## Microrheology

## Microrheology of complex fluids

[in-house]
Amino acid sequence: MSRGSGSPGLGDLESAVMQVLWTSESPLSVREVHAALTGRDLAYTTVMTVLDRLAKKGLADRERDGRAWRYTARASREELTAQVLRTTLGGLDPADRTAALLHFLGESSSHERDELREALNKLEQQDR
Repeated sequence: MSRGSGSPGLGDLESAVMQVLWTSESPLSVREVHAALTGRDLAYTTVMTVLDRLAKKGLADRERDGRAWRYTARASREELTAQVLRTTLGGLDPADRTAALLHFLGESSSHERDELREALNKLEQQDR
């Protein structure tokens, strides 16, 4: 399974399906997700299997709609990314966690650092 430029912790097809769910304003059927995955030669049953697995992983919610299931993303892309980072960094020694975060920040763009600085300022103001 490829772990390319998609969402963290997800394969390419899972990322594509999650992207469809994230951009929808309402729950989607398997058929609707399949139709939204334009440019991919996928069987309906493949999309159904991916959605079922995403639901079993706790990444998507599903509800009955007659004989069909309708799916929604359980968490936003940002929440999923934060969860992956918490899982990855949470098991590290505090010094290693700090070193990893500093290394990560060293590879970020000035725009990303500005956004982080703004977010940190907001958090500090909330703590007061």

While measuring with great care the correlated motion of tracer particles in entangled F-actin networks, we came across a new regime in the decay of the response of a complex fluid to a perturbation. At this intermediate regime the response decays as 1/r31/r3 instead of the asymptotic decay of 1/r1/r (see figure). This behavior persists up to a very large distance of several microns away from the perturbation source. Together with Prof. Haim Diamant we have been able to account for this effect, and show that it is inherent to any complex fluid, and that it may appear at significantly large distances, over ten times the typical length-scale of the fluid (mesh size in our case), if the ratio between local and bulk viscosity is large. Deriving the response within the two-fluid model, we were able to compare experiment to theory, thereby measuring the dynamic correlation length of F-actin networks, as well as their bulk and local viscoelastic properties. In second figure the cross-over distance of many networks differing in mesh size ξsξs, and measured with different tracer particle sizes aa, is plotted as a function of the ratio of local viscosity to bulk viscosity, HH. By rescaling the cross-over length and presenting it as a function of the ratio ξs/aξs/a, all the experimental data collapses to the single master curve which was theoretically predicted. This work is significant for extending the characterization of any complex fluid, and as a new tool to characterize the structure of complex fluids. Moreover, there are cases in which the intermediate regime response is the only contribution to the fluid's response, for example, on a thin film near a rigid wall, or for fluids in a stiff porous medium. A particularly important system to consider is the biological cell, whose size is comparable to the crossover distance measured here. Cell viscoelasticity, therefore, should be reconsidered with the intermediate regime response in mind.( Phys. Rev. Lett. 112, 088301 (2014), Soft Matter, Vol. 10, pp. 8324-8329 (2014) ).